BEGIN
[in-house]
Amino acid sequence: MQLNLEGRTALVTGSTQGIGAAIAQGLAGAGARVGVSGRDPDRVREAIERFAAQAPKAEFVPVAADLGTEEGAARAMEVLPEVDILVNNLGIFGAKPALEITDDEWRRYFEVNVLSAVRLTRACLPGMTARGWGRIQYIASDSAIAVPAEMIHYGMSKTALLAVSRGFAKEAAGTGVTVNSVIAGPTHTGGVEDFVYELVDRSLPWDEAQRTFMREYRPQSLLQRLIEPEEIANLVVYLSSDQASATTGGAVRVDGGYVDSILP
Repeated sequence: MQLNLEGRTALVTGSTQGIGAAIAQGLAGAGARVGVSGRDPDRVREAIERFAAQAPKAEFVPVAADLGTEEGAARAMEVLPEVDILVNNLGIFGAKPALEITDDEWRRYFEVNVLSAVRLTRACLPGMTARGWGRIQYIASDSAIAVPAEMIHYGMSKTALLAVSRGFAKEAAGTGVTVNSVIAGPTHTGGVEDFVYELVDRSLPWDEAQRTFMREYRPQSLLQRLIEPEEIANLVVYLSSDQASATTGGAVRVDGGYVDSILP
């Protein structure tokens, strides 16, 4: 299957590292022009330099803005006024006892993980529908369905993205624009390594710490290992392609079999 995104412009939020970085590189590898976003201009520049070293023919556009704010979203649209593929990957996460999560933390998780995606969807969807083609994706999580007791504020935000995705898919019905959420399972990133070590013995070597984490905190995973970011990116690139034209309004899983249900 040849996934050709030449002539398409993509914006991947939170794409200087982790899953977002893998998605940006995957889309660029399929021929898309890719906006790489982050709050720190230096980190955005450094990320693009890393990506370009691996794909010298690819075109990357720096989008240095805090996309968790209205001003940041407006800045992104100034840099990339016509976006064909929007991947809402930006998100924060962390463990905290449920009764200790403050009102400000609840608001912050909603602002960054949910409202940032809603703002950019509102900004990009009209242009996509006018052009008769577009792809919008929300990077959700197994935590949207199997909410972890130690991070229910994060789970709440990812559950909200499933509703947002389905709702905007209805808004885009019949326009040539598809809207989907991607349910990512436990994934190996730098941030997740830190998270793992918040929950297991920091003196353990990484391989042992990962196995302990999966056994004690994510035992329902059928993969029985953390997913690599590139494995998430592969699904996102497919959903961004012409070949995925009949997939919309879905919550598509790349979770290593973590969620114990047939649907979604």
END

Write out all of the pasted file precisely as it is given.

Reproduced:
[in-house]
Amino acid sequence: MQLNLEGRTALVTGSTQGIGAAIAQGLAGAGARVGVSGRDPDRVREAIERFAAQAPKAEFVPVAADLGTEEGAARAMEVLPEVDILVNNLGIFGAKPALEITDDEWRRYFEVNVLSAVRLTRACLPGMTARGWGRIQYIASDSAIAVPAEMIHYGMSKTALLAVSRGFAKEAAGTGVTVNSVIAGPTHTGGVEDFVYELVDRSLPWDEAQRTFMREYRPQSLLQRLIEPEEIANLVVYLSSDQASATTGGAVRVDGGYVDSILP
Repeated sequence: MQLNLEGRTALVTGSTQGIGAAIAQGLAGAGARVGVSGRDPDRVREAIERFAAQAPKAEFVPVAADLGTEEGAARAMEVLPEVDILVNNLGIFGAKPALEITDDEWRRYFEVNVLSAVRLTRACLPGMTARGWGRIQYIASDSAIAVPAEMIHYGMSKTALLAVSRGFAKEAAGTGVTVNSVIAGPTHTGGVEDFVYELVDRSLPWDEAQRTFMREYRPQSLLQRLIEPEEIANLVVYLSSDQASATTGGAVRVDGGYVDSILP
């Protein structure tokens, strides 16, 4: 299957590292022009330099803005006024006892993980529908369905993205624009390594710490290992392609079999 995104412009939020970085590189590898976003201009520049070293023919556009704010979203649209593929990957996460999560933390998780995606969807969807083609994706999580007791504020935000995705898919019905959420399972990133070590013995070597984490905190995973970011990116690139034209309004899983249900 040849996934050709030449002539398409993509914006991947939170794409200087982790899953977002893998998605940006995957889309660029399929021929898309890719906006790489982050709050720190230096980190955005450094990320693009890393990506370009691996794909010298690819075109990357720096989008240095805090996309968790209205001003940041407006800045992104100034840099990339016509976006064909929007991947809402930006998100924060962390463990905290449920009764200790403050009102400000609840608001912050909603602002960054949910409202940032809603703002950019509102900004990009009209242009996509006018052009008769577009792809919008929300990077959700197994935590949207199997909410972890130690991070229910994060789970709440990812559950909200499933509703947002389905709702905007209805808004885009019949326009040539598809809207989907991607349910990512436990994934190996730098941030997740830190998270793992918040929950297991920091003196353990990484391989042992990962196995302990999966056994004690994510035992329902059928993969029985953390997913690599590139494995998430592969699904996102497919959903961004012409070949995925009949997939919309879905919550598509790349979770290593973590969620114990047939649907979604």